Sterilized Storage

Custom trays should be contained in rigid boxes according to AAMI guidelines, and those of other professionally-vetted organizations. Any equipment with moving parts should be disassembled during its storage. There are a number of choices in methods of sterility retention, also. They include

  • Rigid Containers
  • Peel-Open Pouches
  • Roll Stock/Reels
  • Sterilization Wraps

When using custom trays that require your own method of sterilized packing, be sure to include:

  • Sterilant Penetration Allowance
  • Contamination Protection During Handling
  • Microbial Penetration Barriers
  • Sterility Retention Post-Sterilization

Ideally, such solutions are easy to use as well. Following these guidelines is a great way to ensure sterility in your practice.

What are the steps to sterilization for surgical trays

According to the Centers for Disease Control and Prevention (CDC), there are four main steps that must be taken to ensure the disinfection and sterilization of surgical instruments and trays.  It is important that these steps be taken in separate and controlled areas designated for each activity by professionals who thoroughly understand the process.

  1. Decontamination: All instruments and trays must be pre-cleaned using water mixed with either detergent or specialized cleaning solution to remove foreign materials before placing them into a mechanical cleaning machine to be washed and dried.  Items should be inspected both visually and microscopically for cleanliness before passing them on to packaging.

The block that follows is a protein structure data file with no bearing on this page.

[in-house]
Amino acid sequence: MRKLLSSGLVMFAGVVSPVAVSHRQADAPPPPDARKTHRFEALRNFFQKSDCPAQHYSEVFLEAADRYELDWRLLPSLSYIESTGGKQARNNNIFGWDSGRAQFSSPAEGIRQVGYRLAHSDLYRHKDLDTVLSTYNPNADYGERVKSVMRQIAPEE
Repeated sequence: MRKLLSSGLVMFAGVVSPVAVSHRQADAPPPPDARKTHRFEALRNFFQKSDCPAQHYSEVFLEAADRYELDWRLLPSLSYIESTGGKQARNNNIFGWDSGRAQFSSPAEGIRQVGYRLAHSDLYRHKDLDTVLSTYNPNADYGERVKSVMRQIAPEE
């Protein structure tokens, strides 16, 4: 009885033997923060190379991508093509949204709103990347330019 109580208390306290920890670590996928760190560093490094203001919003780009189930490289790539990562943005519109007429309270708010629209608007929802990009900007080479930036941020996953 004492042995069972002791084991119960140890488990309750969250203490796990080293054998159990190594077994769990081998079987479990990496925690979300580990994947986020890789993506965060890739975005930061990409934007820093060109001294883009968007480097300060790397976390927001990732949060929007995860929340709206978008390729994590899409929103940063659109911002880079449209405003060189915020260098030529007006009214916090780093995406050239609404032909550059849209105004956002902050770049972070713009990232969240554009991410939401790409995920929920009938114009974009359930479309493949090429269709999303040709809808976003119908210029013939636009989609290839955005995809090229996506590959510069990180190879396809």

2. Packaging: Once cleaned, items must be packaged in plastic, hard containers, or placed in a surgical tray to maintain the sterilization.
  3. Storage: Instruments and trays should be stored far enough away from the ceiling, floor, and walls to allow for adequate air circulation and ease of monitoring and cleaning.  Items should never be placed in an area where they may become wet as this can contaminate the item or tray with microorganisms from the air or surfaces.
  4. Monitoring: Sterilization should be monitored periodically to test for contamination or failure of sterilization.  This may be accomplished through mechanical monitors like temperature or pressure, chemical indicators sensitive to heat or chemical presence attached to the outside of packaging, or biological indicators that monitor how lethal the sterilization process was to certain spores and infectious materials.